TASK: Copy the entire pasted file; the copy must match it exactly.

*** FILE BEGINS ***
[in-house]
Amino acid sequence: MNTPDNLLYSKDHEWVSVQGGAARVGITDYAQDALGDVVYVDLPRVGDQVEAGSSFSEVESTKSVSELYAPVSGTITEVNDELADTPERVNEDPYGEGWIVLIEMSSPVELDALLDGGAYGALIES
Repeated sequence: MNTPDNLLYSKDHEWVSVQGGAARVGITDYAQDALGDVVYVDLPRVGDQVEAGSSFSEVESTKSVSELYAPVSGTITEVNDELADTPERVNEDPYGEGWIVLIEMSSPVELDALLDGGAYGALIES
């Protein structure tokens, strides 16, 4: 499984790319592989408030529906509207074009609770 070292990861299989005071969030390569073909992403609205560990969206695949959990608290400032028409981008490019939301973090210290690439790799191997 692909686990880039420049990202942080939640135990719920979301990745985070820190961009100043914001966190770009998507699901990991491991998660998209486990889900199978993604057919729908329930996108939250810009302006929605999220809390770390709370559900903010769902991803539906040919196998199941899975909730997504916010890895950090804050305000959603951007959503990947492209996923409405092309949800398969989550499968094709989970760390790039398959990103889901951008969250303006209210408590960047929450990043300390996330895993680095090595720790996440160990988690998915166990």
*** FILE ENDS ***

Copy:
[in-house]
Amino acid sequence: MNTPDNLLYSKDHEWVSVQGGAARVGITDYAQDALGDVVYVDLPRVGDQVEAGSSFSEVESTKSVSELYAPVSGTITEVNDELADTPERVNEDPYGEGWIVLIEMSSPVELDALLDGGAYGALIES
Repeated sequence: MNTPDNLLYSKDHEWVSVQGGAARVGITDYAQDALGDVVYVDLPRVGDQVEAGSSFSEVESTKSVSELYAPVSGTITEVNDELADTPERVNEDPYGEGWIVLIEMSSPVELDALLDGGAYGALIES
């Protein structure tokens, strides 16, 4: 499984790319592989408030529906509207074009609770 070292990861299989005071969030390569073909992403609205560990969206695949959990608290400032028409981008490019939301973090210290690439790799191997 692909686990880039420049990202942080939640135990719920979301990745985070820190961009100043914001966190770009998507699901990991491991998660998209486990889900199978993604057919729908329930996108939250810009302006929605999220809390770390709370559900903010769902991803539906040919196998199941899975909730997504916010890895950090804050305000959603951007959503990947492209996923409405092309949800398969989550499968094709989970760390790039398959990103889901951008969250303006209210408590960047929450990043300390996330895993680095090595720790996440160990988690998915166990």